In politics, the “dog whistle” is coded language designed to delight a targeted subgroup and pass over the heads of everyone else. Other terms, such as “establishment,” “Washington insider” and “free trade,” are not quite full-grown dog whistles. Let’s call them puppy whistles.

These are expressions whose meanings remain vague. For the puppy whistle, the vaguer the better.

Both Donald Trump and Bernie Sanders rail against “the establishment.” This is a way of saying that they are not favored by the traditional leaders of their parties — the leaders said to have let us down.

“Establishment” is hard to define, and when you do, it’s sometimes carries positive feelings. Who among us wouldn’t be impressed by a plumber’s ad reading, “The Wrench Brothers, Established in 1971”?

On the left, “the establishment” is itself a highly established term. It gained steam in the 1960s as a designation for the adults who messed things up for us kids. Sanders uses it as pure pejorative.

When Planned Parenthood and the Human Rights Fund endorsed Hillary Clinton, Sanders responded, “Hillary Clinton has been around there for a very, very long time, and some of these groups are, in fact, part of the establishment.”

Clinton’s unfortunate comeback was that no one would be less establishment than the first woman president.

Harvard political scientist Danielle Allen then wrote a piece in The Washington Post titled, “Sorry, Hillary: You are the establishment.” She never explains why, uh, Hillary should be sorry for that — or more basically, why being part of the establishment is necessarily bad. The National Audubon Society has been around for 111 years. Is that any reason to hold it in low regard?

Allen offers this line: “Bernie Sanders is right that Clinton’s long list of endorsements represents her muscle within the Democratic Party.” That may be so, but if President Obama had that kind of muscle, we’d probably now have a government-run public option on the federal health insurance marketplace.

“Washington insider” is a puppy whistle favored by populists across the spectrum. It’s No. 2 on the right’s list of condemnations (after liberal).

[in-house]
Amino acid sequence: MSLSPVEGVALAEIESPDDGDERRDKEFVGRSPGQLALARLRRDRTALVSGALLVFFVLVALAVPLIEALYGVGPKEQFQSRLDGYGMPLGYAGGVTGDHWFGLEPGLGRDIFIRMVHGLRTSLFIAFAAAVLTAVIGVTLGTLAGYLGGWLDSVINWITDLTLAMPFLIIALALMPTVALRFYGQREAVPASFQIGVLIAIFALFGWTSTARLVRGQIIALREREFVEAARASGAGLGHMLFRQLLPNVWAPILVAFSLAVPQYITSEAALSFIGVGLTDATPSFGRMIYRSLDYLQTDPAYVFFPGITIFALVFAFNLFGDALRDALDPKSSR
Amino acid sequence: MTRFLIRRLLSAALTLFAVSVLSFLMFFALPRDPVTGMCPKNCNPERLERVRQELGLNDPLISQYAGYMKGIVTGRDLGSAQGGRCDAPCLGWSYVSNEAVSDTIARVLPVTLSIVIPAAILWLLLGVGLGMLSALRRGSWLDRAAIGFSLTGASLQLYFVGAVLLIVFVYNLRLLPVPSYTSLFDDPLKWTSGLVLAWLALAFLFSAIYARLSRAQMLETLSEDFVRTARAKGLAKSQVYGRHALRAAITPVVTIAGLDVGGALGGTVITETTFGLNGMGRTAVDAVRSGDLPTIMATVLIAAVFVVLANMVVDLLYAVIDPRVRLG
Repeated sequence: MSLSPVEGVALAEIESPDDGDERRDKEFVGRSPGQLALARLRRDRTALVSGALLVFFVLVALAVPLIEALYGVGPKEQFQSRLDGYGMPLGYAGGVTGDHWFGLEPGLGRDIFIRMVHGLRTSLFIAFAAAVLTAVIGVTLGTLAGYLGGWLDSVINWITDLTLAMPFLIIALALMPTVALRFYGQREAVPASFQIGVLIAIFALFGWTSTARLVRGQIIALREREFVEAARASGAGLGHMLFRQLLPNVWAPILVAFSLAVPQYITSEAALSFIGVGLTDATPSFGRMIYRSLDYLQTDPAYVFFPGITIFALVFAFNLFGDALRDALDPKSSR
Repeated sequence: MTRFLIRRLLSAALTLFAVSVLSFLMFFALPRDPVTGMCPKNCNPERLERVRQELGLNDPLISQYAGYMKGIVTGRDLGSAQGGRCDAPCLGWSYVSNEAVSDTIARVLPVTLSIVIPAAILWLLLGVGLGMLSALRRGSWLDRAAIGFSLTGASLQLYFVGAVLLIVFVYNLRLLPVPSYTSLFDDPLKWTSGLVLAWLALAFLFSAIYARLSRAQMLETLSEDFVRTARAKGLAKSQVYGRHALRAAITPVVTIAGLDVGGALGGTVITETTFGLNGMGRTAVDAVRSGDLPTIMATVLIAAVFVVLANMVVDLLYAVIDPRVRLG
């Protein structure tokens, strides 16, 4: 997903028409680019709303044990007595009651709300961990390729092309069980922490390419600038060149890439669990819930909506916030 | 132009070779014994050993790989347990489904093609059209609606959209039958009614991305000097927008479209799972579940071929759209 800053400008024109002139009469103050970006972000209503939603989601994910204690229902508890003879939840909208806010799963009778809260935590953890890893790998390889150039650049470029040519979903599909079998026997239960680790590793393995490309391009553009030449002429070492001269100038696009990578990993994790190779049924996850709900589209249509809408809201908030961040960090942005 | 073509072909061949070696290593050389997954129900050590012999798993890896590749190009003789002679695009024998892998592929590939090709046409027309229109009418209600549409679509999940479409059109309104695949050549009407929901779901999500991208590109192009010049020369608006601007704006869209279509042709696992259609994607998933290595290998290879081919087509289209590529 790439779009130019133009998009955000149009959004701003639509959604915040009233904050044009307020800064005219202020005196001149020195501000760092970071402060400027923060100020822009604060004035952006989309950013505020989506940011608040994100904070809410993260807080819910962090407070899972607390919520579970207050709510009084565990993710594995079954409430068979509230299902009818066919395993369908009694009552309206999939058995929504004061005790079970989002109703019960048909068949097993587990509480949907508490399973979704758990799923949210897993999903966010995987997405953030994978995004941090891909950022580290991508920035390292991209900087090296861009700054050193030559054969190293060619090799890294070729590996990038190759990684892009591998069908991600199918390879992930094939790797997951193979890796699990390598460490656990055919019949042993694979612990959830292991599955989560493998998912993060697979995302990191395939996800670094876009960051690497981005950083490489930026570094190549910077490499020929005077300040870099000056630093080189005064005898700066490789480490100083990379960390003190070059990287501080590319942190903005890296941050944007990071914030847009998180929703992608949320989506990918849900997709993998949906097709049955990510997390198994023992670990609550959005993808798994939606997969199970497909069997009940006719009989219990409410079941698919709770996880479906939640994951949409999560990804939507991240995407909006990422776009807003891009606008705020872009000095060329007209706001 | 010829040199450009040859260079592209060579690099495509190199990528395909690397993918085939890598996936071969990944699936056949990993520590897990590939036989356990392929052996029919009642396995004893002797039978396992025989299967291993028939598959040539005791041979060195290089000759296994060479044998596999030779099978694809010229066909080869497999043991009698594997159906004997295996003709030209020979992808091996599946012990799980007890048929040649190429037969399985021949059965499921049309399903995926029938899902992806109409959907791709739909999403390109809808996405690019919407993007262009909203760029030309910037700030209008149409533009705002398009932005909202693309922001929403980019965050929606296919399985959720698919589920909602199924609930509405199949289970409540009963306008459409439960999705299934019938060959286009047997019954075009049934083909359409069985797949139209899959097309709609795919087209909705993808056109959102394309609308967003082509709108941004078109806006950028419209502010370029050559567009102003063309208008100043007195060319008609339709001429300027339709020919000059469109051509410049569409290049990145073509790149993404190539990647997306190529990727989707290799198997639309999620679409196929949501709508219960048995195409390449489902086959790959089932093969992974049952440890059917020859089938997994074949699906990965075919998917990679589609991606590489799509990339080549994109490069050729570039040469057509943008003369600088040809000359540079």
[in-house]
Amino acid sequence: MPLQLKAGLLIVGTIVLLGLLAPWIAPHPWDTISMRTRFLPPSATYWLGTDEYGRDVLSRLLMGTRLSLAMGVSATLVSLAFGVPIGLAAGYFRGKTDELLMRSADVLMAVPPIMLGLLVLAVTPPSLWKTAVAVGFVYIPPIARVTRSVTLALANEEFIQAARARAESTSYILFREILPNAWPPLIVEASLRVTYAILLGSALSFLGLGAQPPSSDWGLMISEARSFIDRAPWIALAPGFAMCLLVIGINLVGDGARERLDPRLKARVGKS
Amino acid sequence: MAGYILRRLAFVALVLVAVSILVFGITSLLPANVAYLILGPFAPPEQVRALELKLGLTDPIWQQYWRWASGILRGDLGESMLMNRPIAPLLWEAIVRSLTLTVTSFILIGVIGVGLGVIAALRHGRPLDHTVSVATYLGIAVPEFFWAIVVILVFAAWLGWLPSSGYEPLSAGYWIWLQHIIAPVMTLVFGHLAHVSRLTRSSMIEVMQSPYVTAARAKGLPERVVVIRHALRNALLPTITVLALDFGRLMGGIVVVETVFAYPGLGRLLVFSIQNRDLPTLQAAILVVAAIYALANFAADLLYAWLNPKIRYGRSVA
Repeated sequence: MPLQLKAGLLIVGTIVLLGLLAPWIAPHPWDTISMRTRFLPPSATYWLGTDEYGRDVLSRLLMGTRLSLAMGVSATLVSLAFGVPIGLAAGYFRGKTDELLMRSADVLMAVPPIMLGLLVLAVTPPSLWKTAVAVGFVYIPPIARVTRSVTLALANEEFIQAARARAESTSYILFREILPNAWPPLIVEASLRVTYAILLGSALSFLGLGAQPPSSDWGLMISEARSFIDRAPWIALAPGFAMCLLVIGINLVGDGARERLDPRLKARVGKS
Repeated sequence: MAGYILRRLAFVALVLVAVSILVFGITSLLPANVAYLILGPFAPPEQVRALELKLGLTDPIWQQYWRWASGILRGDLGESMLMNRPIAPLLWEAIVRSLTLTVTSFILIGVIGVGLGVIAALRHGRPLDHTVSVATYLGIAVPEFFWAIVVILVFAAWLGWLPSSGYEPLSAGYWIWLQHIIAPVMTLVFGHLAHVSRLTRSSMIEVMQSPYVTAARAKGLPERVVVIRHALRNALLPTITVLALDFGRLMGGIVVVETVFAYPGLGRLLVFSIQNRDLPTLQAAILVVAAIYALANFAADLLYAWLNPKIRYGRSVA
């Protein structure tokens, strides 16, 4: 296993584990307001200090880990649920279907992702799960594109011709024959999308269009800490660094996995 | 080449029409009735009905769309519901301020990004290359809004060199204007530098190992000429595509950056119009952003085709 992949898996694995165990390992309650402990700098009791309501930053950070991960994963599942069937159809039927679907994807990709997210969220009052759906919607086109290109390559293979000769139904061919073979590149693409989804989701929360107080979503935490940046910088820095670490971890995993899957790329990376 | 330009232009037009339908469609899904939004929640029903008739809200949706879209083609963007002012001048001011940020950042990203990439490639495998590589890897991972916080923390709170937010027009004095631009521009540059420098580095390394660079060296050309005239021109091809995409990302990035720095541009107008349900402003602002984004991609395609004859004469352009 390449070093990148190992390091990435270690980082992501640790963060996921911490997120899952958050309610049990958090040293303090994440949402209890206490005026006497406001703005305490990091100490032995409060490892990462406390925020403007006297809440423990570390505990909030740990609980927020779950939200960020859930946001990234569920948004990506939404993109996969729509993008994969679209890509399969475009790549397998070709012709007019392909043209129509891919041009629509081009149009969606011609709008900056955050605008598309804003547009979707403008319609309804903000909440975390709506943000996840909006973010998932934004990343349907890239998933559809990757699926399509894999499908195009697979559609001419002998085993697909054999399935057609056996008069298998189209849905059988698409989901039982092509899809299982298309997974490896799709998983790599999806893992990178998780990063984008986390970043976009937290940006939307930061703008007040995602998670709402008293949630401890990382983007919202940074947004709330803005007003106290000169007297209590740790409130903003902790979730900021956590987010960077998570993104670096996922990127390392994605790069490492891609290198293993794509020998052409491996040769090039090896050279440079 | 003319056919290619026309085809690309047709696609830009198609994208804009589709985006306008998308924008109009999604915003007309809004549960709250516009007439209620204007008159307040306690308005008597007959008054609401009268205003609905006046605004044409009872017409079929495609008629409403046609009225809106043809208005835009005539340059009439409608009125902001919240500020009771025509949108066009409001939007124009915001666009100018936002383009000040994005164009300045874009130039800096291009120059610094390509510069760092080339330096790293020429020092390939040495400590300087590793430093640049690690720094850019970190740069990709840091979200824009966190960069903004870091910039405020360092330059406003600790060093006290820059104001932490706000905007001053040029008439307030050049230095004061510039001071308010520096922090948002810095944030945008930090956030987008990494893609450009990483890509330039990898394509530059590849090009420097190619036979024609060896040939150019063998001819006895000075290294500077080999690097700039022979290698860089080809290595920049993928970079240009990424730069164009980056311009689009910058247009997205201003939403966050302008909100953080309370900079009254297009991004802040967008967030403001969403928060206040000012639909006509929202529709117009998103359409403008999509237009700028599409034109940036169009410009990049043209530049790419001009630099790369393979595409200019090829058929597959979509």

The coded meaning is that long-time Washington politicians become servants of lobbyists. It really shouldn’t matter how long a politician has worked in Washington but rather what the politician has done┬áin Washington.

“Free trade” has long held negative meaning for populists in both parties. The left continues to use NAFTA — the North American Free Trade Agreement — as almost a curse word, as the cause of devastating losses among our manufacturing workers. But how many sweatshirts in your closet were made in Mexico? Go into Home Depot and see where the hammers, screws and lighting fixtures come from.

On the Republican side, Trump rails against Chinese imports. At least he knows where most of those jobs have gone.

The consensus among economists is that NAFTA provided modest benefits for the U.S., as well as for Mexico and Canada. Some American jobs did move to Mexico, but many would have otherwise gone to Asia. The remedy for victims of globalization is not to stop the unstoppable but to strengthen their social safety net.

The Trans-Pacific Partnership is the new trade boogeyman. Its purpose is to strengthen America’s hand in dealing with China, but that gets lost in the political discourse.

Trade agreements tend to be a mixed bag in terms of who benefits. They are not inherently evil. Likewise, so-called political establishments and Washington insiders should be judged by what they do, rather than what they are. But gray is an unpopular color in campaign season.